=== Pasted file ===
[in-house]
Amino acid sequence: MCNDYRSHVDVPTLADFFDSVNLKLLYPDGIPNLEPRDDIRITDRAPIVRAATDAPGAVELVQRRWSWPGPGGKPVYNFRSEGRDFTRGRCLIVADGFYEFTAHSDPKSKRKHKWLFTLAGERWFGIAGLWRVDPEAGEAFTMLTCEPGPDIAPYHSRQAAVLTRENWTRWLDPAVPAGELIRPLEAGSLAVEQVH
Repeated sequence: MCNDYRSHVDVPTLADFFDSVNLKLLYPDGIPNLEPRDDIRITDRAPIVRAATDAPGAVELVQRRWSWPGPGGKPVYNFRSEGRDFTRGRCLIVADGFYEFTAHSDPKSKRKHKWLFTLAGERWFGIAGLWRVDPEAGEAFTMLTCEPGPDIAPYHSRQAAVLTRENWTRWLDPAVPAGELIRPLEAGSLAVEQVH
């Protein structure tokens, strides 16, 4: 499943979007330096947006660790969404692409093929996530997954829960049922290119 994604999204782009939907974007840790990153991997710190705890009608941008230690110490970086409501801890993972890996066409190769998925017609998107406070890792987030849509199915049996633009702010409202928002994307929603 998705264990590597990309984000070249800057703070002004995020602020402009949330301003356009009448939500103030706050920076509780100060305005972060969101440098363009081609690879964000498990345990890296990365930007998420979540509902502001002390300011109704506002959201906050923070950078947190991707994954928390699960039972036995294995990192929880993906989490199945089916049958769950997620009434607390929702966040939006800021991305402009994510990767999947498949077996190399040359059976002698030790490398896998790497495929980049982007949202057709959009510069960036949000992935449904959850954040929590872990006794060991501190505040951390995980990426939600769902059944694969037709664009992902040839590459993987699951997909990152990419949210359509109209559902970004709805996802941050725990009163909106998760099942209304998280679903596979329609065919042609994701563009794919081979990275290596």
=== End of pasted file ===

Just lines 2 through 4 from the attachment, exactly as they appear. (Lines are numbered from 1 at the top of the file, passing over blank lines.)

Amino acid sequence: MCNDYRSHVDVPTLADFFDSVNLKLLYPDGIPNLEPRDDIRITDRAPIVRAATDAPGAVELVQRRWSWPGPGGKPVYNFRSEGRDFTRGRCLIVADGFYEFTAHSDPKSKRKHKWLFTLAGERWFGIAGLWRVDPEAGEAFTMLTCEPGPDIAPYHSRQAAVLTRENWTRWLDPAVPAGELIRPLEAGSLAVEQVH
Repeated sequence: MCNDYRSHVDVPTLADFFDSVNLKLLYPDGIPNLEPRDDIRITDRAPIVRAATDAPGAVELVQRRWSWPGPGGKPVYNFRSEGRDFTRGRCLIVADGFYEFTAHSDPKSKRKHKWLFTLAGERWFGIAGLWRVDPEAGEAFTMLTCEPGPDIAPYHSRQAAVLTRENWTRWLDPAVPAGELIRPLEAGSLAVEQVH
């Protein structure tokens, strides 16, 4: 499943979007330096947006660790969404692409093929996530997954829960049922290119 994604999204782009939907974007840790990153991997710190705890009608941008230690110490970086409501801890993972890996066409190769998925017609998107406070890792987030849509199915049996633009702010409202928002994307929603 998705264990590597990309984000070249800057703070002004995020602020402009949330301003356009009448939500103030706050920076509780100060305005972060969101440098363009081609690879964000498990345990890296990365930007998420979540509902502001002390300011109704506002959201906050923070950078947190991707994954928390699960039972036995294995990192929880993906989490199945089916049958769950997620009434607390929702966040939006800021991305402009994510990767999947498949077996190399040359059976002698030790490398896998790497495929980049982007949202057709959009510069960036949000992935449904959850954040929590872990006794060991501190505040951390995980990426939600769902059944694969037709664009992902040839590459993987699951997909990152990419949210359509109209559902970004709805996802941050725990009163909106998760099942209304998280679903596979329609065919042609994701563009794919081979990275290596």